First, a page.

Abstract: We study the connection between employment and political control. Many employment relationships concede rents to workers. For example, when worker effort is crucial for production, but only imperfectly observed. We show that, depending on the political institutions, the presence of such rents allows employers to use the threat of withdrawing them to control their workers' political behavior. We thus demonstrate that employment does not simply generate income, it also gives power to control the behavior of others. The analysis focuses on the salient example of political control, where landlords coerce the votes of their workers in the absence of a secret ballot. The model we develop generates predictions about electoral outcomes which can be tested by investigating the impact of the introduction of an effective secret ballot. Such an institutional reform reduces landlords' control, and in consequence, we should observe changes in voting behavior, since workers whose votes were previously controlled and sold can now vote freely. We test the predictions of the model by examining in detail the effects of the introduction of the secret ballot in Chile in 1958. We show that, consistent with our theory, the political reforms led to large changes in voting behavior. Before the reforms, localities with more pervasive patron-client relationships tend to exhibit a much stronger support for the right-wing parties, traditionally associated with the landed oligarchy. After the reform however, this difference across localities completely disappeared.
    JEL: D72 O54 Q15
    Date: 2006–09
  6. By: Palaniswamy, Nethra; Birner, Regina
    Abstract: Acknowledging that the agricultural sector can play an important role as an engine of pro-poor growth in Sub-Saharan Africa, the purpose of this paper is to identify the factors that influence the “political will” of governments to support this sector. The concept of “political resources” from the political science literature is used to guide the analysis, as it combines the insights from state-centered and society-centered approaches to explain agricultural policies. Drawing on panel data covering 14 Sub-Saharan African countries over the period 1980-2001, we present empirical evidence showing that political factors play an important role in determining government’s commitment to supporting agricultural development. We use a measure of democracy that varies both across countries and within countries over time. Estimates are presented for separate samples of democracies and non-democracies, and for a pooled sample of all countries and years irrespective of the democratic status. Our results suggest that the rural poor do exercise electoral leverage in democracies; larger rural population shares are associated with higher spending on agriculture in democracies but not in authoritarian regimes. We also find evidence consistent with the theoretical prior that larger farmers tend to be better organized in interest groups. Specifically, we find that the share of traditional agricultural exports such as coffee and cocoa in the total value of exports, which may be an indicator for the ability of farmers’ to organize themselves as interest groups, induces greater spending on agriculture. This result holds true for both democracies and nondemocracies.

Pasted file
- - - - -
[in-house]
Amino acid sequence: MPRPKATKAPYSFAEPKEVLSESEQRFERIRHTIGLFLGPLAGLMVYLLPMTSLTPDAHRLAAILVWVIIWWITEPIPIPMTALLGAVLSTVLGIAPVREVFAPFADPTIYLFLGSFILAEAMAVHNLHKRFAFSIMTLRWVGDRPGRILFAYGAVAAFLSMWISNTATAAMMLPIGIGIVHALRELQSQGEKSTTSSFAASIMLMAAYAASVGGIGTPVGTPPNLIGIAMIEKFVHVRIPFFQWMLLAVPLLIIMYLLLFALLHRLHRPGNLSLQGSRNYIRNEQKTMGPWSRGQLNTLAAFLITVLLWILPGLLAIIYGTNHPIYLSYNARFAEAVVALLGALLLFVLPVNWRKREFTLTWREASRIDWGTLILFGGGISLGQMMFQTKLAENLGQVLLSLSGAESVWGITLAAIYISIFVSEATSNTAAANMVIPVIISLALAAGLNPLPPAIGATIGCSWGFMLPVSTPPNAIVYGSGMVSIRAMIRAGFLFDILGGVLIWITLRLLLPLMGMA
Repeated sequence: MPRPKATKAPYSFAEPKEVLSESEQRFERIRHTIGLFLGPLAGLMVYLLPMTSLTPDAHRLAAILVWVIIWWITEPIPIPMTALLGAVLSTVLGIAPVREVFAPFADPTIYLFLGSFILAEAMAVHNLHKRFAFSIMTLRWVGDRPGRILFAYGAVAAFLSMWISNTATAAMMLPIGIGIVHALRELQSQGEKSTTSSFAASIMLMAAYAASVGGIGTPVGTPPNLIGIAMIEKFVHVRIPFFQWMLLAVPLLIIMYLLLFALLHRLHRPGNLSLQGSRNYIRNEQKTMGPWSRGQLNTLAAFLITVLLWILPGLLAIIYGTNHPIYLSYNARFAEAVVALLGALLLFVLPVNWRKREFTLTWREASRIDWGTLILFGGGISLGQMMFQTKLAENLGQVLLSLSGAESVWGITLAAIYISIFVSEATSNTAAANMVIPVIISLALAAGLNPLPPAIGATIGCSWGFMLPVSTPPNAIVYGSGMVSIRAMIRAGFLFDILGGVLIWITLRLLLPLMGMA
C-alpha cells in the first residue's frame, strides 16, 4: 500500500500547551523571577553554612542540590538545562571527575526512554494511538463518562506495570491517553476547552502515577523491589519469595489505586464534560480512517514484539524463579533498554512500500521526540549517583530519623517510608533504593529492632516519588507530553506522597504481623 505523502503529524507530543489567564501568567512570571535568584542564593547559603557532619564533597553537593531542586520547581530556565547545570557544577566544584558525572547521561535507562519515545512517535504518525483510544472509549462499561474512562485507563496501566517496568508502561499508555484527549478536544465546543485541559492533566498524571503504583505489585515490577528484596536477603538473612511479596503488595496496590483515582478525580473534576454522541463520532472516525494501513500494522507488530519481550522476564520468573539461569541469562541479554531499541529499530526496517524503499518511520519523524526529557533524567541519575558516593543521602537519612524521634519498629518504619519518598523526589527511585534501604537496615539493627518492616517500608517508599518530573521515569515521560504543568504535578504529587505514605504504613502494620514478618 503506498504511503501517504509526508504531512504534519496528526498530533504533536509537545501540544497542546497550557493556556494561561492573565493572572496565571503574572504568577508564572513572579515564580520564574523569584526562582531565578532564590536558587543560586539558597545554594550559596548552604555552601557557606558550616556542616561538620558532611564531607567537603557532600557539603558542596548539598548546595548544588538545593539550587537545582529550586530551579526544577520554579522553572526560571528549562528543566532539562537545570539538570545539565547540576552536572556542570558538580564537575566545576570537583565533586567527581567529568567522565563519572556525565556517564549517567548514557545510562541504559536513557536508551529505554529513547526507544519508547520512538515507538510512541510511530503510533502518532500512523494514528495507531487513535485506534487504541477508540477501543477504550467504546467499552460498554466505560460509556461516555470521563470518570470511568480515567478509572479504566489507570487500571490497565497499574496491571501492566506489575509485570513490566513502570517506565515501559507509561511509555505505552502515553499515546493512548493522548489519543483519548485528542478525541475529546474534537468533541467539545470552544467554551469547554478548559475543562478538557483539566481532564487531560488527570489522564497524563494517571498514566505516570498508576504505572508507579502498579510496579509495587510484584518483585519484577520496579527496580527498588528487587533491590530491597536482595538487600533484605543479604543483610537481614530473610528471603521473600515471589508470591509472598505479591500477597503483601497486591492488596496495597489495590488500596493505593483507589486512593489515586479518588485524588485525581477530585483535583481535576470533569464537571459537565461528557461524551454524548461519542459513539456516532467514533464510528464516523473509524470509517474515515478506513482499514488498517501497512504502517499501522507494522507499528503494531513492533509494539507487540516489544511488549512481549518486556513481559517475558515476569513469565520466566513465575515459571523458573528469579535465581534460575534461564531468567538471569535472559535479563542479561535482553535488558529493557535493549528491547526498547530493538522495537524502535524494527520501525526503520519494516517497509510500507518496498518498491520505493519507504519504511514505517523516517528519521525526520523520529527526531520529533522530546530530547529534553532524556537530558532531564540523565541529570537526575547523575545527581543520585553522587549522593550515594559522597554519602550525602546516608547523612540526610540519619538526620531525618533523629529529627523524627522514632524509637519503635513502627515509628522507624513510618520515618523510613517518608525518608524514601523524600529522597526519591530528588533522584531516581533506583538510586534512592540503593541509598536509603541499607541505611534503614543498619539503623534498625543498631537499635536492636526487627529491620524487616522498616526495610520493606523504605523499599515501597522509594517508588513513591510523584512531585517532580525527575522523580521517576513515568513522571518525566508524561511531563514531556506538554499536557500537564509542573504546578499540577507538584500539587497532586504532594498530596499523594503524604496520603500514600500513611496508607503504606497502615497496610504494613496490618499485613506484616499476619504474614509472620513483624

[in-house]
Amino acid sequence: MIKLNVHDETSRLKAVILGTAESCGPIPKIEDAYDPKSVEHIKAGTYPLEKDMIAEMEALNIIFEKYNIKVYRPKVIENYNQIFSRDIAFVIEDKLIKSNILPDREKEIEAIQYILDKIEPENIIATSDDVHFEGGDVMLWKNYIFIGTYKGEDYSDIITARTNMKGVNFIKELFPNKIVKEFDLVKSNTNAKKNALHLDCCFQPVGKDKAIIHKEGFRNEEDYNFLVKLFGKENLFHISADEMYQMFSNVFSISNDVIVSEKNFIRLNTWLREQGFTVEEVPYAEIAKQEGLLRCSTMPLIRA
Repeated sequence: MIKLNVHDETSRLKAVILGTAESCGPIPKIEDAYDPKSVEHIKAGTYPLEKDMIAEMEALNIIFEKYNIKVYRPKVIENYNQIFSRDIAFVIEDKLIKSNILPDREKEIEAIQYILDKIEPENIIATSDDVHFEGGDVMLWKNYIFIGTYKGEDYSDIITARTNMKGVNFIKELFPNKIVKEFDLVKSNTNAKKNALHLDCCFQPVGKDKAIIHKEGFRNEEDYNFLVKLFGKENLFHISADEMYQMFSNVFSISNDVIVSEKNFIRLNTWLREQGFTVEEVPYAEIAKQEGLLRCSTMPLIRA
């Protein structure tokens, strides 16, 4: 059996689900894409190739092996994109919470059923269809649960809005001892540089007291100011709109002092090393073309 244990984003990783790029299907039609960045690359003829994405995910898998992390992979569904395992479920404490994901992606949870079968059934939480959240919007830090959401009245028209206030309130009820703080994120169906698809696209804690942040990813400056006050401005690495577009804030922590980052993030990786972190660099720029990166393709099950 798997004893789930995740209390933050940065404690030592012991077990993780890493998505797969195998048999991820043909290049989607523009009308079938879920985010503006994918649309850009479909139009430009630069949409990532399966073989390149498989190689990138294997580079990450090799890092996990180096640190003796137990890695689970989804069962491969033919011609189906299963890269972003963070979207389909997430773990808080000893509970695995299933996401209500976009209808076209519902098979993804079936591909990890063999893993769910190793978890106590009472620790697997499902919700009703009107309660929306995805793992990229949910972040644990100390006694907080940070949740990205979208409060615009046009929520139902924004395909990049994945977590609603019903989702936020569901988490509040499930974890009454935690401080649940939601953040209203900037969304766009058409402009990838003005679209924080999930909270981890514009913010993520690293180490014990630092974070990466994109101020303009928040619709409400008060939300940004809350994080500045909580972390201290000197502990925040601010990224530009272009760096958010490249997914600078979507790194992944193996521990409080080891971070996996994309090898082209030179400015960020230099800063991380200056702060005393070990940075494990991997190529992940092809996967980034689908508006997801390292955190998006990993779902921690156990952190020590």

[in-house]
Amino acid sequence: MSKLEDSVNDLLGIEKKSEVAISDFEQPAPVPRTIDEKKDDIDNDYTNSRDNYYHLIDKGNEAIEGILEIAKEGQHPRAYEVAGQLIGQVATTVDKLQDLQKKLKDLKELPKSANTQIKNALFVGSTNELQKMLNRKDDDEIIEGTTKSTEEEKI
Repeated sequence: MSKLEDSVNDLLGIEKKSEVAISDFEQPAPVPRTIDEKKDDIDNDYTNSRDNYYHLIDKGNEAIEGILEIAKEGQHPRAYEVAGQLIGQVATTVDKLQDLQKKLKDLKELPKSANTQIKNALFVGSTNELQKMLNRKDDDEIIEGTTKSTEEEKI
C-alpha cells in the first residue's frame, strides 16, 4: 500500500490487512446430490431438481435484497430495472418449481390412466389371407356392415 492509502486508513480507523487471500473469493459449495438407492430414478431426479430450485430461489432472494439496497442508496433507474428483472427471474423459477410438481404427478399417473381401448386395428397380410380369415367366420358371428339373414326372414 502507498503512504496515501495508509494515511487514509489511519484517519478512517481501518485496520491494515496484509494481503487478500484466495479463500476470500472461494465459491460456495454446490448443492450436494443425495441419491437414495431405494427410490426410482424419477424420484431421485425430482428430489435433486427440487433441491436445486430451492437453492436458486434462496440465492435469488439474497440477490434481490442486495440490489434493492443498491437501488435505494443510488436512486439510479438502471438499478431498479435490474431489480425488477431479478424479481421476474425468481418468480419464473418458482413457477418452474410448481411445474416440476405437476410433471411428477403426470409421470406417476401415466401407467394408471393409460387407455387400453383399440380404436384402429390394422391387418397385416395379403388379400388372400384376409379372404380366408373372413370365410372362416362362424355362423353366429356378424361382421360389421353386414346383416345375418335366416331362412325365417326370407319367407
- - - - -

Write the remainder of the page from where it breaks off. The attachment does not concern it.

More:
JEL: H3 H5 O13 Q18
    Date: 2006
  7. By: J. Ignacio Conde-Ruiz (Spanish Prime Minister's Economic Bureau and FEDEA); Vincenzo Galasso (IGIER, Università Bocconi, CSEF and CEPR); Paola Profeta (Università Bocconi)
    Abstract: We provide a long term perspective on the individual retirement behavior and on the future of retirement. In a Markovian political economic theoretical framework, in which incentives to retire early are embedded, we derive a political equilibrium with positive social security contribution rates and early retirement. While aging has opposite economic and political effects on social security contributions, it may lead to postponing retirement -- by reducing the generosity of pension benefits -- unless the political effect leads to a large increase in contribution and hence higher benefits. Economic slowdowns, captured by a reduction in wage income in youth, will also induce workers to postpone retirement and to vote for less social security
    Keywords: pensions, income effect, tax burden, politico-economic Markovian equilibrium
    JEL: H53 H55 D72
    Date: 2006–09–01
  8. By: Björn Brügemann (Yale University and IZA Bonn)
    Abstract: This paper investigates the ability of employment protection to generate its own political support. A version of the Mortensen-Pissarides model is used for this purpose. Under the standard assumption of Nash bargaining, workers value employment protection because it strengthens their hand in bargaining. Workers in high productivity matches benefit most from higher wages as they expect to stay employed for longer. By reducing turnover employment protection shifts the distribution of match-specific productivity toward lower values. Thus stringent protection in the past actually reduces support for employment protection today. Introducing involuntary separations is a way of reversing this result. Now workers value employment protection because it delays involuntary dismissals. Workers in low productivity matches gain most since they face the highest risk of dismissal. The downward shift in the productivity distribution is now a shift towards ardent supporters of employment protection. In a calibrated example this mechanism sustains both low and high employment protection as stationary political outcomes. A survey of German employees provides support for employment protection being more strongly favored by workers likely to be dismissed.
    Keywords: employment protection, wage determination, search and matching, political economy
    JEL: E24 J41 J65
    Date: 2006–09
  9. By: Fernanda Rivas (Departamento de Economía, Facultad de Ciencias Sociales, Universidad de la República)